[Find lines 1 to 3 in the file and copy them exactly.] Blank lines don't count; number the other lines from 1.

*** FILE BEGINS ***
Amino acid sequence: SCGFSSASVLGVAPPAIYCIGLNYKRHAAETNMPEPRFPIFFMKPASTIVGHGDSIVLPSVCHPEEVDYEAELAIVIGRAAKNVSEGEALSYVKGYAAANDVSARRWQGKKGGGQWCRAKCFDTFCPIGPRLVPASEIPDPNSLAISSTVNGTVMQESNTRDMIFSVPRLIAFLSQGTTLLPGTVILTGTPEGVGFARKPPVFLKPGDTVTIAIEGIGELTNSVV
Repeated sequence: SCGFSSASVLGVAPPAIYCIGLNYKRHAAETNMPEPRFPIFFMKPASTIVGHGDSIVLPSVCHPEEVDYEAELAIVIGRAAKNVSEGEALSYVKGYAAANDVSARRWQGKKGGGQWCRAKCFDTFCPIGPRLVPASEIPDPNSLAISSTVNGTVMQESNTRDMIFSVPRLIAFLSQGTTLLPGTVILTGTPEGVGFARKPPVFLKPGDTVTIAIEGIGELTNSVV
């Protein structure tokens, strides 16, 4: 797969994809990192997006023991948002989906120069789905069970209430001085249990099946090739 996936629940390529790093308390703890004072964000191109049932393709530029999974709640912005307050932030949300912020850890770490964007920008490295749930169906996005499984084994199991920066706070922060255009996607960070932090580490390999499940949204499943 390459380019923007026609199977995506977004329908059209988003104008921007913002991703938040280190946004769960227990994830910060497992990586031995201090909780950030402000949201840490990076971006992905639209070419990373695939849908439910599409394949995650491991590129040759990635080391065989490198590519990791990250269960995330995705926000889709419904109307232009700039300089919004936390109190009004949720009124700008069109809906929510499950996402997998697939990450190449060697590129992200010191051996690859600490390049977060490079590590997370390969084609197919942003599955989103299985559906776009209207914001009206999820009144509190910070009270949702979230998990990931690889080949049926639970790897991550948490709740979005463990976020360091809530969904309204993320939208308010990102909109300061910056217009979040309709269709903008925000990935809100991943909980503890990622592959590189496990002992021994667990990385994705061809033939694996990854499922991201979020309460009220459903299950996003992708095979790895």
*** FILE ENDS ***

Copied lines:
Amino acid sequence: SCGFSSASVLGVAPPAIYCIGLNYKRHAAETNMPEPRFPIFFMKPASTIVGHGDSIVLPSVCHPEEVDYEAELAIVIGRAAKNVSEGEALSYVKGYAAANDVSARRWQGKKGGGQWCRAKCFDTFCPIGPRLVPASEIPDPNSLAISSTVNGTVMQESNTRDMIFSVPRLIAFLSQGTTLLPGTVILTGTPEGVGFARKPPVFLKPGDTVTIAIEGIGELTNSVV
Repeated sequence: SCGFSSASVLGVAPPAIYCIGLNYKRHAAETNMPEPRFPIFFMKPASTIVGHGDSIVLPSVCHPEEVDYEAELAIVIGRAAKNVSEGEALSYVKGYAAANDVSARRWQGKKGGGQWCRAKCFDTFCPIGPRLVPASEIPDPNSLAISSTVNGTVMQESNTRDMIFSVPRLIAFLSQGTTLLPGTVILTGTPEGVGFARKPPVFLKPGDTVTIAIEGIGELTNSVV
């Protein structure tokens, strides 16, 4: 797969994809990192997006023991948002989906120069789905069970209430001085249990099946090739 996936629940390529790093308390703890004072964000191109049932393709530029999974709640912005307050932030949300912020850890770490964007920008490295749930169906996005499984084994199991920066706070922060255009996607960070932090580490390999499940949204499943 390459380019923007026609199977995506977004329908059209988003104008921007913002991703938040280190946004769960227990994830910060497992990586031995201090909780950030402000949201840490990076971006992905639209070419990373695939849908439910599409394949995650491991590129040759990635080391065989490198590519990791990250269960995330995705926000889709419904109307232009700039300089919004936390109190009004949720009124700008069109809906929510499950996402997998697939990450190449060697590129992200010191051996690859600490390049977060490079590590997370390969084609197919942003599955989103299985559906776009209207914001009206999820009144509190910070009270949702979230998990990931690889080949049926639970790897991550948490709740979005463990976020360091809530969904309204993320939208308010990102909109300061910056217009979040309709269709903008925000990935809100991943909980503890990622592959590189496990002992021994667990990385994705061809033939694996990854499922991201979020309460009220459903299950996003992708095979790895």